“I think it’s just good for him to go through everything. There was some pluses and minuses to it. Sometimes it’s a short week and you don’t have time to think about anything. It was nice coming off a tough loss to have that short week, too. But, now he gets to sit there. He doesn’t have to cram everything in in a day and a half. He’s got the whole week to kind of let it saturate, learn the play calls, spit them out easier, gets to throw some full-speed balls to all our players where last week there wasn’t one full-speed rep. I think it helps prepare him more and makes him more comfortable going into the game.”

Will he be the starter for the foreseeable future or will you make it a week-to-week decision?

“Just do week-to-week.”

Is it true that Nick wore a suit in his interview with you guys?

“Yes, he did.”

How rare is that?

“It’s not that rare. Some of the guys do it. Some of the guys look like they’re dressed for their media guide picture. They have their college-colored polo on. Some guys try to come and dress totally normal, which sometimes that’s good, sometimes that’s bad. But, Nick was buttoned up tight, came in like he was interviewing for a quality control position. Did a good job.”

What else stands out to you about that interview and that process?

“The first thing that stood out, [quarterbacks coach Rich] Scangarello, our quarterback coach, had told us about him for a while. We watched him and liked him. Rich really liked him and put in the most time on him. The first thing that stood out is when he came in, thought he looked like Rich’s younger son. So, we kind of gave him a lot of crap for it on why he liked him so much. But, that was the main thing. He was dressed nice, looked like he was interviewing for a quality control job. You could tell why he was so successful in college just by how he talked and how he saw the game.”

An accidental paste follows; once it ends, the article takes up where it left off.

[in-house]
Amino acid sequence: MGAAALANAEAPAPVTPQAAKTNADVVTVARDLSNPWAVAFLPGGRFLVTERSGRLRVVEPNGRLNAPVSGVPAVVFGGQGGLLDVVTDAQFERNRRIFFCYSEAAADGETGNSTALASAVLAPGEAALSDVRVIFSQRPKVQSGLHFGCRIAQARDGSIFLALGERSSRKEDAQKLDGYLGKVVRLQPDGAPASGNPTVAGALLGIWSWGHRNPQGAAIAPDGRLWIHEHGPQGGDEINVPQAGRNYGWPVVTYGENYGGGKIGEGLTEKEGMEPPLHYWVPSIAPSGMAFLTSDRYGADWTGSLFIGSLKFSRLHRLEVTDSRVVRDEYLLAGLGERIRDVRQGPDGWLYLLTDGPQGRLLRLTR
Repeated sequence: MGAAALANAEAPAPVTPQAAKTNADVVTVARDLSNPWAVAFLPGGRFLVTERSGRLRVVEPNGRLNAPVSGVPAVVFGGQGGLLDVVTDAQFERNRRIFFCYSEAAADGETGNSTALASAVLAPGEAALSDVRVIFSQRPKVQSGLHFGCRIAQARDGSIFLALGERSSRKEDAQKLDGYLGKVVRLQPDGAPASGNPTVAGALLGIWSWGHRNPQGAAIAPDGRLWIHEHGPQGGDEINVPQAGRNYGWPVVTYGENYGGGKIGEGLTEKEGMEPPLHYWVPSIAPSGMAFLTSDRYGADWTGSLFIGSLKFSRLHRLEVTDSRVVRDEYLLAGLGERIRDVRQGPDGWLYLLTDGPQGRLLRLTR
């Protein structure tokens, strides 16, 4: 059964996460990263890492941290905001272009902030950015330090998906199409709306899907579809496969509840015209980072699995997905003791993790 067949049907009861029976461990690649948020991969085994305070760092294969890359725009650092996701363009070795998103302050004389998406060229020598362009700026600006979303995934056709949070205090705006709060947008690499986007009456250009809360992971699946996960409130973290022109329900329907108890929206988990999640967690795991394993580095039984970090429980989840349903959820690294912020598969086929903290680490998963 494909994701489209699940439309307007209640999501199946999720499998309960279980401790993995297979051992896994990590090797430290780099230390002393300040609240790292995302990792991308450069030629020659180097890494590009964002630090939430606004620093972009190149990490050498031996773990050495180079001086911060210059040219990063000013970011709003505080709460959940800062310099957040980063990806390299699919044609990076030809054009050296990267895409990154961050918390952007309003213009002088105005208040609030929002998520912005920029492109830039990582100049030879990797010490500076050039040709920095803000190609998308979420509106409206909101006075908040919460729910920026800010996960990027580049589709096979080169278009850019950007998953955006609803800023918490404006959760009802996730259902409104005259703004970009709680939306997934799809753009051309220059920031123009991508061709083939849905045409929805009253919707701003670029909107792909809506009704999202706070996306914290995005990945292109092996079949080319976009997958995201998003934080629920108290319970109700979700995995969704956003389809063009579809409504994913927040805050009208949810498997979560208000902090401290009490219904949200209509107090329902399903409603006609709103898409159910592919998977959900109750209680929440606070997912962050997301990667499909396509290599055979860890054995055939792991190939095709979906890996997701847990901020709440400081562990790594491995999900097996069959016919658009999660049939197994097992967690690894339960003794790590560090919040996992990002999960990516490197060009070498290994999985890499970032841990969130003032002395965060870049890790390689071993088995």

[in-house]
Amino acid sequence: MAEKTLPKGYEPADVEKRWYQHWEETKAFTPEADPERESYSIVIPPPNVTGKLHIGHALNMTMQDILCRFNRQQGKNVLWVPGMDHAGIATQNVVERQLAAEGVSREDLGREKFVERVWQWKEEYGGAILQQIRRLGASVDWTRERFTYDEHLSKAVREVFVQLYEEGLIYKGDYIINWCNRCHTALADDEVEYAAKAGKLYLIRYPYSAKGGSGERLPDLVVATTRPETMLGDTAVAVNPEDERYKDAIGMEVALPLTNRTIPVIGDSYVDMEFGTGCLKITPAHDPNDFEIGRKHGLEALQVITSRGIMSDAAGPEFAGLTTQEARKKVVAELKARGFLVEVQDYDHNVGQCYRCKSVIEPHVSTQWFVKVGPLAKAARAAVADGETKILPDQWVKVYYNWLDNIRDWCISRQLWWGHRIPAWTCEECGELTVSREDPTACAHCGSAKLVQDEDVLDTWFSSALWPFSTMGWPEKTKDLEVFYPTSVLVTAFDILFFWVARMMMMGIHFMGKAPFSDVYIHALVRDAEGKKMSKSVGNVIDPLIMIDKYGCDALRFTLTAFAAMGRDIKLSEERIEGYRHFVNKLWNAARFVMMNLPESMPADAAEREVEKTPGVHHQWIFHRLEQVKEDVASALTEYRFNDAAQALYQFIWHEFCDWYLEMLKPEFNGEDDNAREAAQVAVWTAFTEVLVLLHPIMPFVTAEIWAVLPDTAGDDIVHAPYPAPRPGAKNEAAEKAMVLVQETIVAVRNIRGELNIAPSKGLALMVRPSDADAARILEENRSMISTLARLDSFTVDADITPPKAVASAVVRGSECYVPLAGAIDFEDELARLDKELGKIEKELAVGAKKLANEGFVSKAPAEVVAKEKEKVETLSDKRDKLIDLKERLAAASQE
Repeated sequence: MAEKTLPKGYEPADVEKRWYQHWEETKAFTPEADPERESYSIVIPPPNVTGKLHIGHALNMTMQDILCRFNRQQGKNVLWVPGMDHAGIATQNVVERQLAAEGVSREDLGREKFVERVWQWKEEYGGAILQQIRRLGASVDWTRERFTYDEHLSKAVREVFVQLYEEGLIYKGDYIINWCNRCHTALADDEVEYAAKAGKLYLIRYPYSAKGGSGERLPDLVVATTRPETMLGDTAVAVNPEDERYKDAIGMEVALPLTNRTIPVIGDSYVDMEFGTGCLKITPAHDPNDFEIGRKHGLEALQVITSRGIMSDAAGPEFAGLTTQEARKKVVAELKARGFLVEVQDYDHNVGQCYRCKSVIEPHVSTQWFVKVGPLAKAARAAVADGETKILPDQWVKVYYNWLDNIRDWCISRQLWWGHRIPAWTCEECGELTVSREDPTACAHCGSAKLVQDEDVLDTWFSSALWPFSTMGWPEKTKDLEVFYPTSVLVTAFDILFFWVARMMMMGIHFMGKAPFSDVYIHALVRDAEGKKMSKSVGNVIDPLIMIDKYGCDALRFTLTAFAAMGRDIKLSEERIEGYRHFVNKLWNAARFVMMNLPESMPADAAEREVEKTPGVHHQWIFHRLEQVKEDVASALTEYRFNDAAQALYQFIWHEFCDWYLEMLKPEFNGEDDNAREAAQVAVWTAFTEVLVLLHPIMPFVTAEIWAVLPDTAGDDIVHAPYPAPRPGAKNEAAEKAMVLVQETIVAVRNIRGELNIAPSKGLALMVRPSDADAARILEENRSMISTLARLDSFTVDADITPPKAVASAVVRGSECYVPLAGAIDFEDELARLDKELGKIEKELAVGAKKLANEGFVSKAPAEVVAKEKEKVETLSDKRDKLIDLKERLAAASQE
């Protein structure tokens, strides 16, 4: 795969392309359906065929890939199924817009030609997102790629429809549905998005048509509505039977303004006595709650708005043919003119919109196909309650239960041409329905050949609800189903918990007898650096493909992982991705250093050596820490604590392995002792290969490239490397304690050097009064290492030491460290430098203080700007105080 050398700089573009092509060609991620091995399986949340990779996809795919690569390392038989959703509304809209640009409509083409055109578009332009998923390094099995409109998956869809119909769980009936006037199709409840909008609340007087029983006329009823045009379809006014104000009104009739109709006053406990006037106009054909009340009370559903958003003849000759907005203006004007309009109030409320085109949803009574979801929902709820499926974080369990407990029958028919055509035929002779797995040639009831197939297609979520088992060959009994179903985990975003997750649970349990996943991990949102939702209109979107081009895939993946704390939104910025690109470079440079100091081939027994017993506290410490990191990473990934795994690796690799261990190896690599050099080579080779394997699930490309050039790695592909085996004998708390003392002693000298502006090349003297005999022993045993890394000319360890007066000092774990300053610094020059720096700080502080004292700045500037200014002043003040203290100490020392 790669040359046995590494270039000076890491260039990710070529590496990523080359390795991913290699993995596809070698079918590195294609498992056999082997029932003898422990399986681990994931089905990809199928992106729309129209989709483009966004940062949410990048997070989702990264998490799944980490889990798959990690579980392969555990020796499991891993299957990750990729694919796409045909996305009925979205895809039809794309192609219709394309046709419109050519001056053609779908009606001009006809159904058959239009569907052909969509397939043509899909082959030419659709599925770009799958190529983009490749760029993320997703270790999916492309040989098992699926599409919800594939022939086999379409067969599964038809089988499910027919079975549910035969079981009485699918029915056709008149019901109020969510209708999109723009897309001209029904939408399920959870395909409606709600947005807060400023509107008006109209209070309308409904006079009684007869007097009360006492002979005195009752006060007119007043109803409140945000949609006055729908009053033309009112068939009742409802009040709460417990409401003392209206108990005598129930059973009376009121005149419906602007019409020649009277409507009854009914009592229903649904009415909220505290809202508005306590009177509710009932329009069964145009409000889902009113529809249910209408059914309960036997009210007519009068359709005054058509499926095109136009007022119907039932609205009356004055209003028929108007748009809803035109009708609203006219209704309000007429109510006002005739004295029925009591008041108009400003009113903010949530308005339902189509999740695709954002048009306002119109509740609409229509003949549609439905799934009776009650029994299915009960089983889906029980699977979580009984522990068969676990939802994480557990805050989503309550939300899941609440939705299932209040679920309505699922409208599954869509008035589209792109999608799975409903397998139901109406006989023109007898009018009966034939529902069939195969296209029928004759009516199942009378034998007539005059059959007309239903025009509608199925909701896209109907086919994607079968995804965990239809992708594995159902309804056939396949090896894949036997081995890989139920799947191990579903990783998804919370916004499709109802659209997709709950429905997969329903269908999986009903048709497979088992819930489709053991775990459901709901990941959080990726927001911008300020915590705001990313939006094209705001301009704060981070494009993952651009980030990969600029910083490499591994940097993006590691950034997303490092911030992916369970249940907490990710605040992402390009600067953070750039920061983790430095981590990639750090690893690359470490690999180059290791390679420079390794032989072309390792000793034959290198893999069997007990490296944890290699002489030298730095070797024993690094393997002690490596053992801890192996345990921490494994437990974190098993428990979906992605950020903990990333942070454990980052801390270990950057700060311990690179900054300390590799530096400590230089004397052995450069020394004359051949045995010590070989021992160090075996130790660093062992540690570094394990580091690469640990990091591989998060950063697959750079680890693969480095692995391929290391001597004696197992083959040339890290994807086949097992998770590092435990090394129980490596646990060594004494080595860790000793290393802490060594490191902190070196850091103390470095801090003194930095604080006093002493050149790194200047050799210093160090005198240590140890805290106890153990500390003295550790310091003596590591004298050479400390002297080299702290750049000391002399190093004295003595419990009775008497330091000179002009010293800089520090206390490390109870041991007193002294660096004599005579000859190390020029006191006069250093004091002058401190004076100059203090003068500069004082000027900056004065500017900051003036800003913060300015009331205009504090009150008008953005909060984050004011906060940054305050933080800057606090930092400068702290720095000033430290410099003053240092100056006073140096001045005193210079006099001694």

What did you ask of him in that interview that you could share with us?

“I don’t remember anything in particular. There’s no groundbreaking questions I ask. I just try to spend some time with a guy, get to know really what he’s made of, what drives him, really who they are. So, I just have very casual conversations with people and just see where it leads to.”

So, you don’t do the thing where you test a player and give him a play and ask him 20 minutes later to draw it up?